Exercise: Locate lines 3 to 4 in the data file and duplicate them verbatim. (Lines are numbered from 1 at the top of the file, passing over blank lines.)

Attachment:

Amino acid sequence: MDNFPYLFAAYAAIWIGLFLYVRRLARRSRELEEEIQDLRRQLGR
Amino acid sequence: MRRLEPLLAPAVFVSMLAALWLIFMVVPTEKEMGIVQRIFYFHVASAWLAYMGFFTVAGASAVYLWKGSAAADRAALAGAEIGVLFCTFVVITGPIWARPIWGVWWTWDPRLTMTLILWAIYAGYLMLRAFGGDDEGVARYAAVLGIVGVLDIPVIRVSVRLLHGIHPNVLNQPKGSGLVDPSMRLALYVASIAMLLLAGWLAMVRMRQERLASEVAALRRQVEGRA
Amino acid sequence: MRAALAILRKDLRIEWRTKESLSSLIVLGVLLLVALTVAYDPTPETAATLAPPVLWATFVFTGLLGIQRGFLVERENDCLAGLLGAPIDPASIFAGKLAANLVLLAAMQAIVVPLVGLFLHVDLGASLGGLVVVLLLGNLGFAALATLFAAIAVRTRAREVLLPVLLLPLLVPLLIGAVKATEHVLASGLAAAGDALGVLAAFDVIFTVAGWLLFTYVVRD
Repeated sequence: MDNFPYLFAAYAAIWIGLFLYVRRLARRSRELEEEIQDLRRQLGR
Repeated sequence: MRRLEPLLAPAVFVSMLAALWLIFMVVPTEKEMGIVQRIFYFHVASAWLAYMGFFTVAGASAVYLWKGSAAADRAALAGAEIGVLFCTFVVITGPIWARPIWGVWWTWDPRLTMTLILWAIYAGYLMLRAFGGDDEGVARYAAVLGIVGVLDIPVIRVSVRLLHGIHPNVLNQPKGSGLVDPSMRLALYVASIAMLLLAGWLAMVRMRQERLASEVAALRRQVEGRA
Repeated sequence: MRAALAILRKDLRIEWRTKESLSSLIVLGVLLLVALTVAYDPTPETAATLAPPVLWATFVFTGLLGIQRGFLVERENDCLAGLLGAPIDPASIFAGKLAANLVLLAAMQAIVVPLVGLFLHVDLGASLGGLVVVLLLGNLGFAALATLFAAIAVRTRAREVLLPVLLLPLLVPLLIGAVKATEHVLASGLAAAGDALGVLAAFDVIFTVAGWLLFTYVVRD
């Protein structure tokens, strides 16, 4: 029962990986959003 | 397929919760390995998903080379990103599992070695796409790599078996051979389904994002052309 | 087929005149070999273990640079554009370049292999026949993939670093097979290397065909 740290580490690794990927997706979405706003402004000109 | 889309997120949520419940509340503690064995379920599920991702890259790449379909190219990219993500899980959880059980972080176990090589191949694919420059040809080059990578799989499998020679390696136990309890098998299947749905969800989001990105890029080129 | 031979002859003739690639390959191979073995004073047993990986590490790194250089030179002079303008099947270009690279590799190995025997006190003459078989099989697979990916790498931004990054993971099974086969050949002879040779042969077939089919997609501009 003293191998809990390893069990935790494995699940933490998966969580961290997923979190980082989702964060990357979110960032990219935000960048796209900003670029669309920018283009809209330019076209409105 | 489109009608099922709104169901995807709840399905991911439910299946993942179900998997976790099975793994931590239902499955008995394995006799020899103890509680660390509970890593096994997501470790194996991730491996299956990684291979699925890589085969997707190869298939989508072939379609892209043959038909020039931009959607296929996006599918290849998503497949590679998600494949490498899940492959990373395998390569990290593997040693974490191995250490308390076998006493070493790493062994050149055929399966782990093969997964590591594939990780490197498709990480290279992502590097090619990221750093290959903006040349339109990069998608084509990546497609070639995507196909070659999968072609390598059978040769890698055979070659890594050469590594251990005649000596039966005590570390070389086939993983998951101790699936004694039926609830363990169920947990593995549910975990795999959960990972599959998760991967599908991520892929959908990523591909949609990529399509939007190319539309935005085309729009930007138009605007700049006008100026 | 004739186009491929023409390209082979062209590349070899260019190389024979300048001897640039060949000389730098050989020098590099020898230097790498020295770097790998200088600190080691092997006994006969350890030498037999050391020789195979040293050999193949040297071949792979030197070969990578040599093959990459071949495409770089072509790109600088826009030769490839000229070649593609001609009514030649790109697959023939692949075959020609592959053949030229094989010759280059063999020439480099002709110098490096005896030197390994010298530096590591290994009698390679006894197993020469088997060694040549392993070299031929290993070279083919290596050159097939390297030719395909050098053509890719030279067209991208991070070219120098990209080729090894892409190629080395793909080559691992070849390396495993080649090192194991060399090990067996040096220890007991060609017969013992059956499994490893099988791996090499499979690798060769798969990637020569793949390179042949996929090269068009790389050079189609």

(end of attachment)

Amino acid sequence: MRAALAILRKDLRIEWRTKESLSSLIVLGVLLLVALTVAYDPTPETAATLAPPVLWATFVFTGLLGIQRGFLVERENDCLAGLLGAPIDPASIFAGKLAANLVLLAAMQAIVVPLVGLFLHVDLGASLGGLVVVLLLGNLGFAALATLFAAIAVRTRAREVLLPVLLLPLLVPLLIGAVKATEHVLASGLAAAGDALGVLAAFDVIFTVAGWLLFTYVVRD
Repeated sequence: MDNFPYLFAAYAAIWIGLFLYVRRLARRSRELEEEIQDLRRQLGR